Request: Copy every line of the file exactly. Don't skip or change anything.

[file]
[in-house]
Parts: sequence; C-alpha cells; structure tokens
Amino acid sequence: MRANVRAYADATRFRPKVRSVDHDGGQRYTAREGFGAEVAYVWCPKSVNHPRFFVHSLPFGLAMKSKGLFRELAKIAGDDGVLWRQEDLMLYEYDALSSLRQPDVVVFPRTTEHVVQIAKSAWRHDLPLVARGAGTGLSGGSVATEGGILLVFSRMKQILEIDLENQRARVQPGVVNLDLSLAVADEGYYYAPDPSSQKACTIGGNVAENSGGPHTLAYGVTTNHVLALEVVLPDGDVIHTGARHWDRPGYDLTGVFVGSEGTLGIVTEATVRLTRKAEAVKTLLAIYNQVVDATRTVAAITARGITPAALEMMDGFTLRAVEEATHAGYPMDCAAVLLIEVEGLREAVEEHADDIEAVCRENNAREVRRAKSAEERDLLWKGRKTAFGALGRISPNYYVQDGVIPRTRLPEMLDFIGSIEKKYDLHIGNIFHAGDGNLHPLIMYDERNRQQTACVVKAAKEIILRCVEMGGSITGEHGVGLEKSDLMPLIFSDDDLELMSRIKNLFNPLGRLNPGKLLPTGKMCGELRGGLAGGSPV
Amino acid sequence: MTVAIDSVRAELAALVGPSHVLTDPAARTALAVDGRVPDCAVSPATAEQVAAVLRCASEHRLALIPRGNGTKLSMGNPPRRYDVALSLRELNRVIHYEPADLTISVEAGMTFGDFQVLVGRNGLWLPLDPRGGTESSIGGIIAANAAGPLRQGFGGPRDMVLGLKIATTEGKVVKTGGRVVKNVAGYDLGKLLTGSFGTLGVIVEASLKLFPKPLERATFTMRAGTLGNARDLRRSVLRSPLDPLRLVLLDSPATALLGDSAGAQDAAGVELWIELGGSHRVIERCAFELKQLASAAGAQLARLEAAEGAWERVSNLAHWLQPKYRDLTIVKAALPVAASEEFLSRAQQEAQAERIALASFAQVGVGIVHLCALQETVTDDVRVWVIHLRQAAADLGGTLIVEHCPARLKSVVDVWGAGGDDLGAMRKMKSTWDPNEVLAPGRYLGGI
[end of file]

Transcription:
[in-house]
Parts: sequence; C-alpha cells; structure tokens
Amino acid sequence: MRANVRAYADATRFRPKVRSVDHDGGQRYTAREGFGAEVAYVWCPKSVNHPRFFVHSLPFGLAMKSKGLFRELAKIAGDDGVLWRQEDLMLYEYDALSSLRQPDVVVFPRTTEHVVQIAKSAWRHDLPLVARGAGTGLSGGSVATEGGILLVFSRMKQILEIDLENQRARVQPGVVNLDLSLAVADEGYYYAPDPSSQKACTIGGNVAENSGGPHTLAYGVTTNHVLALEVVLPDGDVIHTGARHWDRPGYDLTGVFVGSEGTLGIVTEATVRLTRKAEAVKTLLAIYNQVVDATRTVAAITARGITPAALEMMDGFTLRAVEEATHAGYPMDCAAVLLIEVEGLREAVEEHADDIEAVCRENNAREVRRAKSAEERDLLWKGRKTAFGALGRISPNYYVQDGVIPRTRLPEMLDFIGSIEKKYDLHIGNIFHAGDGNLHPLIMYDERNRQQTACVVKAAKEIILRCVEMGGSITGEHGVGLEKSDLMPLIFSDDDLELMSRIKNLFNPLGRLNPGKLLPTGKMCGELRGGLAGGSPV
Amino acid sequence: MTVAIDSVRAELAALVGPSHVLTDPAARTALAVDGRVPDCAVSPATAEQVAAVLRCASEHRLALIPRGNGTKLSMGNPPRRYDVALSLRELNRVIHYEPADLTISVEAGMTFGDFQVLVGRNGLWLPLDPRGGTESSIGGIIAANAAGPLRQGFGGPRDMVLGLKIATTEGKVVKTGGRVVKNVAGYDLGKLLTGSFGTLGVIVEASLKLFPKPLERATFTMRAGTLGNARDLRRSVLRSPLDPLRLVLLDSPATALLGDSAGAQDAAGVELWIELGGSHRVIERCAFELKQLASAAGAQLARLEAAEGAWERVSNLAHWLQPKYRDLTIVKAALPVAASEEFLSRAQQEAQAERIALASFAQVGVGIVHLCALQETVTDDVRVWVIHLRQAAADLGGTLIVEHCPARLKSVVDVWGAGGDDLGAMRKMKSTWDPNEVLAPGRYLGGI